DEBATE WINNER DECLARED!
A clear cut winner in the first Presidential Debate has been declared. It was neither Republican Mitt Romney nor Democrat Barack Obama.
It was the American people.
For the first time in 18 months of back-and-forth statements and claims, both candidates for the highest public office in the United States appeared on the same platform to explain directly to the American people their proposals and ideas for how they would run the country should they be the country’s president in 2013.
The nation has waited for a very long time to hear from these gentlemen on topics ranging from taxes to the role of government, from health care to the U.S. economy. And while the format of two minutes to respond to complex questions continues to leave much to be desired (people have been complaining about such an abbreviated format election after election), moderator Jim Lehrer of PBS gave both candidates as much leeway as the rules would allow to state their case and make their point.
People—especially those who call themselves “undecided”—thus had a real opportunity to hear more of what Mr. Obama and Mr. Romney had to say in direct interface with each other on the major points of domestic policy than they ever had before. They could “feel into” these leaders and get a real sense of who they believe is best qualified to lead their nation in the years just ahead.
The wonder of the debate is that it could happen at all. The New Spirituality as articulated in the Conversations with God series of books says that the political process is a nation’s spirituality demonstrated. If this is true, and if the word “spirituality” can be understood to mean a person’s and a nation’s highest core values, then the United States has again demonstrated that its highest core value is in harmony with the highest value of The New Spirituality…which is freedom.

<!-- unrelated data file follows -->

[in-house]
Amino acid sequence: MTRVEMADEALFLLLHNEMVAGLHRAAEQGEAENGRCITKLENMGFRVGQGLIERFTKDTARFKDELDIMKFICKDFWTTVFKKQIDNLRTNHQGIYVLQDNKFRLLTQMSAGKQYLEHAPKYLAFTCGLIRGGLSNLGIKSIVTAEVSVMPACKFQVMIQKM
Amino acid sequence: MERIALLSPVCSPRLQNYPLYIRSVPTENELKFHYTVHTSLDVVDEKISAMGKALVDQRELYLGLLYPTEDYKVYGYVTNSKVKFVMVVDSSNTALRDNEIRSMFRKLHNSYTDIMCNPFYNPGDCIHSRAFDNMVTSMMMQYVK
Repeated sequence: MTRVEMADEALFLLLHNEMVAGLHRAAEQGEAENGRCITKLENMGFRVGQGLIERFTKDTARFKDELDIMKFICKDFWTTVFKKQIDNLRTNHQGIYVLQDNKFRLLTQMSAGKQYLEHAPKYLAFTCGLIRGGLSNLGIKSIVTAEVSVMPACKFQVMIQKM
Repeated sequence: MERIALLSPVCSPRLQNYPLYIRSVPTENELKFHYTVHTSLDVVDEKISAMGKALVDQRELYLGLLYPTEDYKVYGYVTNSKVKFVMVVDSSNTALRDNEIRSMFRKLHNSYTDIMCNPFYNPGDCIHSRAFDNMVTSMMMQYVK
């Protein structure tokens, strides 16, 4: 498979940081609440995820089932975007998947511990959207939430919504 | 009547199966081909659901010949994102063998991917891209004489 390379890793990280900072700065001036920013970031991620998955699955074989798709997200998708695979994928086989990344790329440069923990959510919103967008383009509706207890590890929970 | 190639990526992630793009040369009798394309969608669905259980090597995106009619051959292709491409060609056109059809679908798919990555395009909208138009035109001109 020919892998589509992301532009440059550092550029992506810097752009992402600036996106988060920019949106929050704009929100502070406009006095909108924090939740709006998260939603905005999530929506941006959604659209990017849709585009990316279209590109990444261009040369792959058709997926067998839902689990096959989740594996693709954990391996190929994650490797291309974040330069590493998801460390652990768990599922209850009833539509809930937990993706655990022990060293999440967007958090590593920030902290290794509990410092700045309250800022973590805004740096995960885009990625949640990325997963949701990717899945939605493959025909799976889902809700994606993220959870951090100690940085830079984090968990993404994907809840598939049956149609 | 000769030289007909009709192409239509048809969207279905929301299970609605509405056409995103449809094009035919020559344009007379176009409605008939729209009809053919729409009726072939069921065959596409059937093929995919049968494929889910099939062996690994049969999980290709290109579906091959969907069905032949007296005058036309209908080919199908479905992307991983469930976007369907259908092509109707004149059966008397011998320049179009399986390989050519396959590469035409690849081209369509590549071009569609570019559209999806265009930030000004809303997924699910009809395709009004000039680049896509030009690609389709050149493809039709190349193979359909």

High school political science students know that in still too many countries around the world such a level of freedom—the ability of a nation to present to its people opposing candidates for the country’s highest office and to let the people decide who they wish to elect—is unheard of. Yet if a nation’s people cannot select their leaders, how can the values they hold closest to them ever be reflected in their nation’s politics and policies?
Now there are those who will say that the American political system is distorted, warped, and subject to every kind of abuse. And there seems little question that it is, for sure, in need of major reform, particularly as it relates to money flow, a badly outdated electoral college process which continues to be used to determine the winner of the most important election every four years, an organizing structure which continues to stubbornly be limited largely to a two-party system, etc. Still, and with these badly needed reforms notwithstanding, we saw in the debates something that would be completely out of the question in places such as Syria, where people feel they must take up arms in the street in order to participate at any level in the political process.
Whatever the challenges, limitations, distortions and abuses of the system, at the end of the day people in the U.S.—and now, thankfully, more and more nations around the world—are able to declare with their votes the leader of their choice. The system is not perfect (indeed, it is far from it), but it is closer than any other process so far devised to empowering the highest spiritual values of a nation.
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